Flattened Rice with Potatoes, Onions and Peas, or Kande Pohe, is a classic Indian breakfast. It is also healthy, delicious, gluten-free, soy-free, nut-free and divinely vegan.
The fragrance of Kande Pohe cooking alone is enough of an incentive to make this recipe. The round, black mustard seeds, popping in hot oil along with fresh, green curry leaves, onions, ginger and chopped chili peppers, smell so good, they will bring friends and family running to the breakfast table. But just wait until they -- and you -- get a taste of this classic Indian breakfast.
For Indian expatriates like me, particularly those of us from the populous yet oddly somnolent state of Maharashtra on the country's west coast, Kande Pohe are a delicious memory of childhood breakfasts or after school snacks. In our Bombay home, my father would rustle up this dish in minutes for an easy and nutritious breakfast. When we heard the steel spatula going clackety-clack in the kadhai, or Indian wok, and the fragrance of onions in oil, we knew -- to our delight -- what was on the menu.
In the early days after we adopted our son, Jay, we found out that Kande Pohe topped his list of breakfast favorites too, partly because he too remembered eating it in his early life. He loves it so much that even when we travel in India and have the luxury of a hotel breakfast buffet, he'll make a beeline not for the pastries or the pancakes or the waffles or any of the other "kid friendly foods" on offer. Instead, if it's available, he'll pile his plate high with Kande Pohe.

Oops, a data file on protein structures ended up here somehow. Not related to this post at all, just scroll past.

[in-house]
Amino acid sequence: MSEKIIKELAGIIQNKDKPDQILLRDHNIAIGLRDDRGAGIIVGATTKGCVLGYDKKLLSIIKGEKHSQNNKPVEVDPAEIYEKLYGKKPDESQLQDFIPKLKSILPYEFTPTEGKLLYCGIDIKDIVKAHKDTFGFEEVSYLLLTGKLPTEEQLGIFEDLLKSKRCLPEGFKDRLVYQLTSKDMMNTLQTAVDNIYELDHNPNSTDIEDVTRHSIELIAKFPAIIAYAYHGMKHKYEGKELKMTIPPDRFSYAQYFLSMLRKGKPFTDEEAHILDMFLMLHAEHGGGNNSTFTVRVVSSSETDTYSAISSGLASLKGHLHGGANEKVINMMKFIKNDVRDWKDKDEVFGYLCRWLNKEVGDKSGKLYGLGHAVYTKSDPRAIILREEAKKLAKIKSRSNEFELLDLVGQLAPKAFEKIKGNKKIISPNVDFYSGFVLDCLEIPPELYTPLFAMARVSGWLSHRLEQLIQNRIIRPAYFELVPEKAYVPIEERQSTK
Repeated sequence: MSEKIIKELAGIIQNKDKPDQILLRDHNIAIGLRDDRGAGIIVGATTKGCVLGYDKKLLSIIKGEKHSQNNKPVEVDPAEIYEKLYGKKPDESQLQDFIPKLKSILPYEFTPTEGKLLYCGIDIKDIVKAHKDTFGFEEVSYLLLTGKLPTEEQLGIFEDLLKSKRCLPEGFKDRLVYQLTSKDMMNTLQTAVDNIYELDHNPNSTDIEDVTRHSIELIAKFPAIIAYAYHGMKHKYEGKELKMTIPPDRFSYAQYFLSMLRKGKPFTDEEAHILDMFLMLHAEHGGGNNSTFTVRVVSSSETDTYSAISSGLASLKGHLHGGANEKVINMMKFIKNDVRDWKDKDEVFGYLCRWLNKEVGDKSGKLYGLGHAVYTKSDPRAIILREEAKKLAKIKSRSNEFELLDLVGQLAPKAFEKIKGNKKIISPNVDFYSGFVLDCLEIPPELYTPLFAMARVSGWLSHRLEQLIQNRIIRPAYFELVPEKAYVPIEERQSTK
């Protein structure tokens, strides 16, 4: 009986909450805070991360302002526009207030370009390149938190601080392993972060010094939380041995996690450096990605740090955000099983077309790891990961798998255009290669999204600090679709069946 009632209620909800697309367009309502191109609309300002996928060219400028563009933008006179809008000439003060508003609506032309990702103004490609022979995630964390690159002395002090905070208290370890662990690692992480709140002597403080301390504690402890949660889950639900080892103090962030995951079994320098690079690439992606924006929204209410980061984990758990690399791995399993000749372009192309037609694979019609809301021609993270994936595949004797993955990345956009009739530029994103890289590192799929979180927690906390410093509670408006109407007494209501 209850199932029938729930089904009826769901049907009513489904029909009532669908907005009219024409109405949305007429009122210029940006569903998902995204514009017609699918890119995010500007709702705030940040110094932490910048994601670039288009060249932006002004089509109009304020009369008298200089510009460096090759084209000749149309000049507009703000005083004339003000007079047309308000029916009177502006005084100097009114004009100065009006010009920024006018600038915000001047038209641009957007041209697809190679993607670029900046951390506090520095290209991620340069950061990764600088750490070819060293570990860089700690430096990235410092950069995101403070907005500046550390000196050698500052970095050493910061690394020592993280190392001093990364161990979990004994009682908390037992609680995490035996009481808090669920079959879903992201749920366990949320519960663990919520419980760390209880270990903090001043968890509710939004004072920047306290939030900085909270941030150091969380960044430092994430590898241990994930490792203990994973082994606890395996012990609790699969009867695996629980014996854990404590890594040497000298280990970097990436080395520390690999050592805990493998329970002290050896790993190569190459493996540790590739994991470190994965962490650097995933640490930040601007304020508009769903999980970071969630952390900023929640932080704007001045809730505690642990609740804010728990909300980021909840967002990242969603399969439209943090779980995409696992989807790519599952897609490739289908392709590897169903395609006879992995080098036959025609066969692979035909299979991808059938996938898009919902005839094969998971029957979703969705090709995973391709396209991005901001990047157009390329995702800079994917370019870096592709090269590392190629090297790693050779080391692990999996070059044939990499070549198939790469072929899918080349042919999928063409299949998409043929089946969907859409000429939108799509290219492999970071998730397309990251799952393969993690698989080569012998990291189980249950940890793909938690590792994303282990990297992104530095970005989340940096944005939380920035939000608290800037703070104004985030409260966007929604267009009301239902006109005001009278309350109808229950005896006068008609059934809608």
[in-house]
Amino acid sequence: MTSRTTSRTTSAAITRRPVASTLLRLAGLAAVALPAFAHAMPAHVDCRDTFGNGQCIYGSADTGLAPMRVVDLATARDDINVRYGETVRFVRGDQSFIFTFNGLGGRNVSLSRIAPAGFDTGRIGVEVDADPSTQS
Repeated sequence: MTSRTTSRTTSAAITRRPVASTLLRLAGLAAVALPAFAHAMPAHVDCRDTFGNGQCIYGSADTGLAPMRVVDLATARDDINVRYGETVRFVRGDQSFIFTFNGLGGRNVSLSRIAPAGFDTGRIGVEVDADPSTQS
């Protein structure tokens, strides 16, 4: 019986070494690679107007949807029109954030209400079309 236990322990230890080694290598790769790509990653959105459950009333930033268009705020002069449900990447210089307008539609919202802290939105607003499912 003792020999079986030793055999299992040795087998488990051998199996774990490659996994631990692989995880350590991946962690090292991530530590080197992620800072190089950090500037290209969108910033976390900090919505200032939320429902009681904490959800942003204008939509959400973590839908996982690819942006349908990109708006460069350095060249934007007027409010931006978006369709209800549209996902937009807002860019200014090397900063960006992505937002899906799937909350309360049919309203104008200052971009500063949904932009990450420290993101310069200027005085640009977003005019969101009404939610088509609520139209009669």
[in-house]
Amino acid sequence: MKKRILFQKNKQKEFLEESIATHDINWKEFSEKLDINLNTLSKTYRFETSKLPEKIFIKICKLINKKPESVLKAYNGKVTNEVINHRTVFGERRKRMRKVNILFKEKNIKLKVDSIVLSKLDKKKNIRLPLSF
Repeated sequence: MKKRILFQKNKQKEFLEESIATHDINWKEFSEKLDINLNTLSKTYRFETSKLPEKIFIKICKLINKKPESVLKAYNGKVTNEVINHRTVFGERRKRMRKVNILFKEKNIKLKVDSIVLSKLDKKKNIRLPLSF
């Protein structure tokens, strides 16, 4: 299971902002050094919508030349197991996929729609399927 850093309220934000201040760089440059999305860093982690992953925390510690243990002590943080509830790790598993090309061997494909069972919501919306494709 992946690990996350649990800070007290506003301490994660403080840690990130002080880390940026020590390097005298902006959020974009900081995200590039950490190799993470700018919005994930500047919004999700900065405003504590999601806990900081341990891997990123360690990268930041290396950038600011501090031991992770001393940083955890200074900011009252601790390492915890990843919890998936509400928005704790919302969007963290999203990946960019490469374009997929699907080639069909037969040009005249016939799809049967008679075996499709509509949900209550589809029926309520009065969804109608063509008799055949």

Besides being the best sort of comfort food, Kande Pohe is also a naturally healthy recipe. It's gluten-free and entirely vegan. I buy bagfuls of the flattened rice each time I make my trip to the Indian grocery store and it's on the menu at least once a week. Even Desi, who didn't really cotton to it at first (although there is a Tamil version of this recipe, Aval Upma), loves it now.
Don't let the words "flattened rice" put you off -- this is not really an exotic ingredient, at least not by much. It's just regular rice that's been flattened into thin flakes. This makes the rice both easier to digest, and it also makes the individual grains -- or flakes -- more absorbent, so they can soak up all of those delicious spices and other flavors you add into them.